How to Play Sushi Go: Games for Geeks


Hi my friends CA here with the gaming crew. MTK and RB. And this week we’re
talking about… we’re talking about Sushi
Go
So it is a strategic card passing game.
When we first started to play the game
we actually kept this handy on the table
because it’s just a good check as to
which cards that I want to keep. The game itself is designed for 2 to 5 players.
The number of cards that you deal out is
determined by the number of players that
you have. The game is a pretty fast game.
It consists of three rounds of gameplay
and the gameplay is based on when all
the cards are run out in your hand.
The purpose of the game is obviously to get the most points. So you’re gonna look
through your hand that you’re dealt and
you’re going to decide what one do you
want to start to collect against.
Everybody who’s playing is going to
choose one card and put it facedown then
the whole hand gets passed around to the
next person. It really isn’t about the
hand that you have because it will
circulate. It’s about the strategy of
what do I think I can collect to get the
most point based on what moves around
the table? What do I want to keep to
maybe stop my other opponents from
building a higher score than me? Okay so
now. Sushi Go! So the chopstick card when you played on
your turn actually means you can you
replace this card and instead of putting
one card down on your play, you can put
two cards. So it gives you an extra card
to play. If you say Sushi Go before
everybody flips over their cards you get
a select two from your hand and you put
the chopsticks into the hand that you’re
passing and you pass it off to the next
person. So now you’ve got two new cards
that you’re flipping over. MTK here
has put down a wasabi and on top of the
wasabi… so it basically, basically it’s a
squid nigiri dipped in wasabi and that
multiplies his squid point by three. I
think they’re called nigiri. So there’s
three types. Egg. Play one of these is
worth one point. Salmon for two points.
Squid is worth three points. It increases
the value of these cards if you happen
to lay down a wasabi and then you put
one of these rolls on top of the wasabi.
Wasabi next nigiri times three.
Alright, see I have
three sashimi cards. You can tell from
the bottom it says sashimi times three
equals ten. You have to collect three of
these cards in order to get the ten
points. And one card, two cards, they have no value. Now these have value. A value
of ten. And RB has two tempura cards.
Similar to sashimi, tempura times two
equals five. So you would need to collect
two of these cards in order to get five
points. Because she has two of them,
they’re worth five points.
I put my salmon nigiri on my wispy.
Dumpling.. Now the dumpling at the bottom it has the numbers 1 3 6
10 15. Depending on the number of
dumpling cards, it increases your score
by that. One dumpling is one point. Two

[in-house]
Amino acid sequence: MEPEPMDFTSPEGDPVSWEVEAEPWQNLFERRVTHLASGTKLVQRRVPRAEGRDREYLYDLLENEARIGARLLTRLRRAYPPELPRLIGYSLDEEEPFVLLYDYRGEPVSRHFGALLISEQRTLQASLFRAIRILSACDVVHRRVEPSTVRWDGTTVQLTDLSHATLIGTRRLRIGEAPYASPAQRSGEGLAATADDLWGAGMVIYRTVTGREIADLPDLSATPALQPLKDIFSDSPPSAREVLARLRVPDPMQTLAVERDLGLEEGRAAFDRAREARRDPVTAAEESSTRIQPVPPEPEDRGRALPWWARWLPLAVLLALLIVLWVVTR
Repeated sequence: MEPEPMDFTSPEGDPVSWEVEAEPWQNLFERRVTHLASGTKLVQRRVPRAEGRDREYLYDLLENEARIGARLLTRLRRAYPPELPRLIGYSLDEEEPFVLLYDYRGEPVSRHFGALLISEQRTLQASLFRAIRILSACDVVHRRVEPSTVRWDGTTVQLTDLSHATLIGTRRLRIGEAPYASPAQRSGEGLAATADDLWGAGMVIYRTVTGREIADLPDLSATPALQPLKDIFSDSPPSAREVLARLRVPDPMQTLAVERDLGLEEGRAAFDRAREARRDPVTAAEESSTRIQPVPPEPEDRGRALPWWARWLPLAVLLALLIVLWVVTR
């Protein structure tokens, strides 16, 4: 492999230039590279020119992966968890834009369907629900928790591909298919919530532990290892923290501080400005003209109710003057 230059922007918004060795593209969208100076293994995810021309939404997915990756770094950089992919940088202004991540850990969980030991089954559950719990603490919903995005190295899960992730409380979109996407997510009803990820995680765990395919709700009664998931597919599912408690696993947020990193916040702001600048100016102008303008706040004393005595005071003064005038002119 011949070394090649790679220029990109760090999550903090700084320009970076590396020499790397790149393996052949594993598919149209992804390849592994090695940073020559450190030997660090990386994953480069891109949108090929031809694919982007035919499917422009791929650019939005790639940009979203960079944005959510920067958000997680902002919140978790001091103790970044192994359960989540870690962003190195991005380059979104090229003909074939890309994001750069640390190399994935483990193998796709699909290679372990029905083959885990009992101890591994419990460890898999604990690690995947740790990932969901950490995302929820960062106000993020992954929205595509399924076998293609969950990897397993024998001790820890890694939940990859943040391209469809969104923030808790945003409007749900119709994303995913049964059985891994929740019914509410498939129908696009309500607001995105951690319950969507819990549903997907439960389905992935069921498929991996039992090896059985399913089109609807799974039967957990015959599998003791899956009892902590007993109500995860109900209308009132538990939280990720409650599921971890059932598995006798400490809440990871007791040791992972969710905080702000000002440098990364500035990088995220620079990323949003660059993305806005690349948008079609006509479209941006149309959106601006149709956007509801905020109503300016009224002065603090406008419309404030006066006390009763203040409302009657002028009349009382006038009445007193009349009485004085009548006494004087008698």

dumplings is three points. Clearly the
more dumplings you have, the higher your
score.
And we’re running out of strategic decisions.
[whisper: what card will I play?]
Ah tempura.
Okay so this is the end of our first round.
So what we’re going to do is you’re gonna
look at your hand and clearly it makes
sense to remove the cards that have no
value. The second is … if you have
Maki cards or anybody in the table has
played Maki cards. The Maki cards they
have different numbers of rolls on the
top: one, two or three. The end of the round,
totalling all your cards. Whoever has the
most of these rolls on their various
cards when it’s totalled, it’s the highest
point number with just six points and
the person with the second amount gets
three points. And anyone else it doesn’t
matter how many cards you have, you would get nothing. If there are ties in either
first or second place, those points are
split. So RB has three. MTK has 4. I have
two. MTK, so he gets six points and the
person with the second highest which
would be RB with three,
she gets three points. So my Maki roll of
two has really no value so I discard that.
So: 15, 23 and 16. So then all of these
cards that we just played get discarded.
And we don’t use that. We don’t use them.
So we go back to the original deck and re-deal.
And basically what we just played,
you just play three rounds of that again.
So if you have a game tie, the tiebreaker
is whoever has the most pudding. So the
pudding card has no real value on your
individual round total but it does come
into play at the end of your third round.
The person with the most pudding cards
that they’ve accumulated over all three
rounds, gets six additional points and
the person with the least, loses six
point.
A few benefits to this game in that
there is not a lot of setup. It is just
simple deck of cards. So it’s easy to
pull out quickly and play. That the the
gameplay is pretty straightforward.
There’s not a lot of complicated
decisions. You do the same thing.
There is a little bit of strategic play
in there. It’s great simple addition math
that even younger kids can do when
you’re sort of tallying your points. And
again, the art. The art is just kind of
cute. That’s just, it just makes it fun
and whimsical. It’s my word of the week.
Whimsical. I have to agree with CA. I
really do like the artwork on the cards.
You’ve especially liked the pudding. Yes
the pudding loves me and I love the
pudding. But you can find us here on
Friday sharing games a little bit of a
geek twist. I love the sushi theme to it.
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[music]

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